Rehabbing Indians Michael Bourn and Jason Giambi were the main attraction in the RubberDucks’ game on Friday night against Bowie Baysox at Canal Park, but it was young phenom Francisco Lindor who stole the show.
Lindor, who saved a run with a great leaping play at shortstop in the second inning, hit a walk-off home run in the bottom of the 13th inning to give the RubberDucks a 2-1 victory.
“Ironically, I thought he wasn’t trying to do too much with it.” Ducks manager Dave Wallace said. “A lot of guys’ tendencies at times, especially with a chance to win the game with one swing, is to get big and try to do too much.
“I thought he just got a good pitch up in the zone and put the barrel on it.”
With Bourn and Giambi in the lineup, it’s hard to imagine a Double-A lineup more formidable at the top than the one the RubberDucks used.
Bourn, in center field, led off and played the first nine innings and Giambi got three at-bats as a designated hitter in the three-hole with Lindor sandwiched in the middle.
After going 0-for-4 in his first rehab game with the Ducks on Thursday, he wasted no time finding an opportunity to test his hamstring on the basepaths, leading off with a single to left field.
After Lindor lined out to deep center and Giambi struck out swinging, Bourn encouraged Indians fans in attendance by stealing second base, though it’s not certain that he beat the throw that skipped into center field.
“I had [running] on my mind,” Bourn said. “I wanted to test it out since I hadn’t been able to do it all of spring training.”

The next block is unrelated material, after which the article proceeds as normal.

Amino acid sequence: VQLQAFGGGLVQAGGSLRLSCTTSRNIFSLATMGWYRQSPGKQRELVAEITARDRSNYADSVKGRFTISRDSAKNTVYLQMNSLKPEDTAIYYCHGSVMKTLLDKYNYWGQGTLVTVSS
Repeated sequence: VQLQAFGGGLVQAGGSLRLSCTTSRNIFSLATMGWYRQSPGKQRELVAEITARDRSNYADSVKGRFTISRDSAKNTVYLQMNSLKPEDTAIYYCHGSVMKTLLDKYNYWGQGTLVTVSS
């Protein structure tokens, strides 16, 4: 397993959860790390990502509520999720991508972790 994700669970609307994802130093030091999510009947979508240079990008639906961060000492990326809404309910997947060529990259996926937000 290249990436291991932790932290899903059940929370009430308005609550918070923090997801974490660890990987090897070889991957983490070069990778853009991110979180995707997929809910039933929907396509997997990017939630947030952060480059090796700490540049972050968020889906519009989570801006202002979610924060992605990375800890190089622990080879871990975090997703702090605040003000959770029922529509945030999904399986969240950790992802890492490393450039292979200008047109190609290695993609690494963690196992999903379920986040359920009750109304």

Bourn finished 1-for-5 with a strikeout and the steal.
Giambi finished 0-for-2 with a walk and two strikeouts, but, in his veteran form, made 23-year old Bowie starter Tim Berry work hard in the process. Giambi saw five pitches in his first strikeout and drew a six-pitch walk before working a 12-pitch at-bat that ended with a strikeout in the fifth inning.
“I feel good. No pain at all,” Giambi said. “It was nice to actually get out there and see somebody throw from 60 feet. Every pitch I’ve seen has been in the cages at 50 feet. It was nice to see so many change-ups and breaking balls and hit under the lights.”
When Giambi walked in the third inning, it created an interesting scenario.
Bourn, age 31, was on third base after reaching on a fielders choice. Lindor, 20, was on second after reaching on an error. And then Giambi, 43, stood on first. The bases were loaded with three generations of Indians players, present and future.
“Some of these guys could be my kids,” Giambi said. “It’s fun. It’s nice to see the next up-and-coming generations of ballplayers. Lindor is going to be something special, no doubt about it.”
Giambi, who served somewhat of a player-coach role last year with the Indians, looks forward to taking his time in Akron to mentor some of the organizations most exciting young players.
“I don’t know how long I’ll be down here, but hopefully I can make a difference to someone if they have some questions,” Giambi said. “I just kind of sit back and see since it’s my first day here. You can’t just go and start talking to kids. You kind of let them come to you and see what they want to talk about and if they want some help fixing some things.”
Giambi will take today’s afternoon game off and instead travel to the training complexes at Cleveland to get in a workout. He will return to Akron to play on Sunday and re-evaluated his status from there.
“I know I’ve got to play for sure Sunday,” Giambi said. “I think Sunday will be a good gauge for me, I’ll talk to [Indians manager] Tito [Francona] and [General Manager] Chris [Antonetti] and kind of let them know where I’m at.”
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